Chicago Boyz

                 
 
 
 

 
  •   Problem? Question?
  •   Contact Contributors:
  •   Please send any comments or suggestions about America 3.0 to:

  • CB Twitter Feed
  • Lex's Tweets
  • Jonathan's Tweets
  • Blog Posts (RSS 2.0)
  • Blog Posts (Atom 0.3)
  • Incoming Links
  • Recent Comments

    • Loading...
  • Authors

  • Notable Discussions

  • Recent Posts

  • Blogroll

  • Categories

  • Archives

  • Author Archive

    Cool Video of a CNC Machine Tool at Work

    Posted by David Foster on 23rd July 2014 (All posts by )

    Here’s a motorcycle helmet of fairly complex design being fabricated out of a single block of aluminum by a computer-numerically-controlled machine tool:

    LINK

    There’s been a lot of excitement lately about 3-D printing, and rightly so, but the hype level in some quarters may be getting a little extreme.  I think a lot of journalists lack an appropriate context into which to put this emerging technology, and, in particular, fail to understand just how much flexibility and universality is already provided by the numerically-controlled machine tools which have been in common use for the last several decades.

    See also my post on 3-D printing from 2013.

    Posted in Business, Tech | 5 Comments »

    Nautical Book Review: Two Years Before the Mast

    Posted by David Foster on 22nd July 2014 (All posts by )

    Two Years Before the Mast by Richard Henry Dana, Jr.

    —-

    (Review by CB commenter Gary Snodgrass, whose blog is here)

    In 1834 a young Harvard undergrad from the upper class of Boston left school to become a common merchant sailor. Sailing around Cape Horn to California aboard a Yankee Clipper, “Two Years before the Mast” is the memoir of that trip.

    While a student at Harvard, Richard Dana contracted measles and was in danger of losing his sight. Hoping to improve his condition he signed on to the Merchant Vessel “Pilgrim” for a two year trip. I think it was more for the adventure, and chance to prove himself than for the stated “Health” reasons.

    Dana describes in detail the day to day duties of the common sailor and what they went through. In the opening pages he captures the fact that he is an outsider hoping to measure up.

    “… and while I supposed myself to be looking as salt as Neptune himself, I was, no doubt known for a landsman by everyone on board as soon as I hove in sight. A sailor has a peculiar cut to his clothes, and a way of wearing them which a green hand can never get. … doubtless my complexion and hands were enough to distinguished me from the regular salt, who, with a sunburnt cheek, wide step, and rolling gait, swings his bronzed and toughened hands athwart-ships, half open, as though just ready to grasp a rope.”

    His adventure quickly becomes a hard life as he loses a shipmate and friend overboard and two other sailors are viciously flogged for minor offenses. Yet still, he is able to take pride in his new life.

    “… But if you live in the forecastle, you are “As independent as a wood-sawyers clerk, and are a sailor. You hear sailors’ talk, learn their ways, their peculiarities of feeling as well as speaking and acting. … No man can be a sailor, or know what sailors are, unless he has lived in the forecastle with them – turned in and out with them, eaten of their dish and drank of their cup. After I had been a week there, nothing would tempt me to go back to my old berth”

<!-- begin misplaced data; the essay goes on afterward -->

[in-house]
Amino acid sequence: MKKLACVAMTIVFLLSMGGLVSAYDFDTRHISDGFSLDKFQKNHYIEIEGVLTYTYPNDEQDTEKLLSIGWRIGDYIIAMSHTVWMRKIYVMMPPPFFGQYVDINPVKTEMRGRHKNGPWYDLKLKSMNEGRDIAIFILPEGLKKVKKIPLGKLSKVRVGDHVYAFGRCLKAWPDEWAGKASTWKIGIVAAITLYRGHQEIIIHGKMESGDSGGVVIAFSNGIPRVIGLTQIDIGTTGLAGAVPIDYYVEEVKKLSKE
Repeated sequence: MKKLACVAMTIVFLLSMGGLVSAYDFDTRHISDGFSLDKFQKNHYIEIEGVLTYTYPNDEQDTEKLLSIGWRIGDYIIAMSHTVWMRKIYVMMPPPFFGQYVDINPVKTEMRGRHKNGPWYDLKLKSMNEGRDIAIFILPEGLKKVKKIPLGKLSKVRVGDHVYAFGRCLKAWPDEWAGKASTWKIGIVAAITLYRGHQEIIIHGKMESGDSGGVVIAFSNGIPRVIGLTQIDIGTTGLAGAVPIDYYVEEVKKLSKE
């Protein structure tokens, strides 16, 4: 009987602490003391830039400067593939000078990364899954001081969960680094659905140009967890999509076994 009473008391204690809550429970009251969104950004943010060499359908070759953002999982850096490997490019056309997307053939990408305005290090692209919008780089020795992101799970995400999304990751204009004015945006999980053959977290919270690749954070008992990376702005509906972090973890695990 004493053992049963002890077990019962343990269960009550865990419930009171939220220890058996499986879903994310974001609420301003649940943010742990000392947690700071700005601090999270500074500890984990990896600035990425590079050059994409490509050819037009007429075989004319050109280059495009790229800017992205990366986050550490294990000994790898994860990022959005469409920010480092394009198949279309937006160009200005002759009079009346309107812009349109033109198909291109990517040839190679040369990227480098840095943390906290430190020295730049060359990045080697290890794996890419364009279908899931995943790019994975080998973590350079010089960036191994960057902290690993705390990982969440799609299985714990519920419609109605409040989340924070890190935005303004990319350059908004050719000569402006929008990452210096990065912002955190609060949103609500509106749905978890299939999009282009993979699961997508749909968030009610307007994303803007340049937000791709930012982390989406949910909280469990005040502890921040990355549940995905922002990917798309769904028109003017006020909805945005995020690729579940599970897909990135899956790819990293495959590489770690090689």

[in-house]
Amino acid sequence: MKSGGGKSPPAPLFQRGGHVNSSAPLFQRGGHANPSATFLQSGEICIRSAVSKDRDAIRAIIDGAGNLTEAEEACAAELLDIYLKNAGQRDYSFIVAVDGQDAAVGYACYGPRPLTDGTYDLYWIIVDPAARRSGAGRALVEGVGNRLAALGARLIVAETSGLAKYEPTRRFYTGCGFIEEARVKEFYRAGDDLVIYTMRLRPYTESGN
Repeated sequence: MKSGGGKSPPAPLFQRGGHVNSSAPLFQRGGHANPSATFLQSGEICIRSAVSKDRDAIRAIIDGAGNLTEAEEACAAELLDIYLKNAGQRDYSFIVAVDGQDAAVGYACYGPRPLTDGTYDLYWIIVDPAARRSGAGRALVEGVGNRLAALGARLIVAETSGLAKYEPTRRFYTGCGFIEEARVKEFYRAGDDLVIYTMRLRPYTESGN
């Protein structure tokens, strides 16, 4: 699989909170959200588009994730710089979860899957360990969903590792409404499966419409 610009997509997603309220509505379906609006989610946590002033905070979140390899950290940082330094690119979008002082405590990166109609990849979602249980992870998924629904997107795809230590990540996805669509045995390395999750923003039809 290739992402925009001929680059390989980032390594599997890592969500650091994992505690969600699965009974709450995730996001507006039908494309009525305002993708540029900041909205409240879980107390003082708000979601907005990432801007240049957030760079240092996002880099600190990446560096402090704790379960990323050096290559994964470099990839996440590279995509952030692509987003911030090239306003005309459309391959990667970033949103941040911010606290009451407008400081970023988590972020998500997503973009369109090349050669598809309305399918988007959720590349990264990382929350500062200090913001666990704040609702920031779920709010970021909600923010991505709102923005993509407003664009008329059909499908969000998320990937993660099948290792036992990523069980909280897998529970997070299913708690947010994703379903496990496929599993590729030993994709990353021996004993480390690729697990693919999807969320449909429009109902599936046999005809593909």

It was the comradeship he felt and the atrocities he had witnessed that later led the attorney Richard Dana to become a champion of the Common Sailor and a leading abolitionist later in life.

    Read the rest of this entry »

    Posted in Book Notes, History, Nautical Book Project, Transportation, USA | 9 Comments »

    Words and Phrases I Dislike: “Middle-Skilled Jobs”

    Posted by David Foster on 20th July 2014 (All posts by )

    WSJ has a good article about three people who have put themselves on good career trajectories without benefit of 4-year college degrees.  One is a welder, one is a nurse, and one is an owner of franchised fast-food restaurants.  Unfortunately, however, the article uncritically uses the term “middle-skilled jobs,” which is seen increasingly in articles about the job market.  These jobs are said to be those which require more than high school and less than four years of college, and typically involve some sort of technical or practical training.

    “Middle-skilled”….really?  Is the job of a toolmaker in a factory really less-skilled than the entry-level job likely to be obtained by someone with an undergraduate Sociology degree?  Is a nurse’s job less-skilled than the work likely to be assigned to someone hired on the basis of his English degree?  Does owning and operating a food truck really require less skill than the kind of tasks typically assigned to an undergraduate Business major?  Is the work of an air traffic controller less-skilled than the kind of a job likely to result from a major in Victim Studies?

    It is good that there is increasing recognition of good career paths not requiring college degrees; however, the term “Middle-Skilled Jobs” is misleading and contributes to the continuation of credential-worship.

    Posted in Academia, Business, Economics & Finance, Education, Media, Tech | 17 Comments »

    Words and Phrases I Dislike: “Controls X Percent”

    Posted by David Foster on 18th July 2014 (All posts by )

    …as in, “Universal Entities controls 73% of the Gerbilator market.”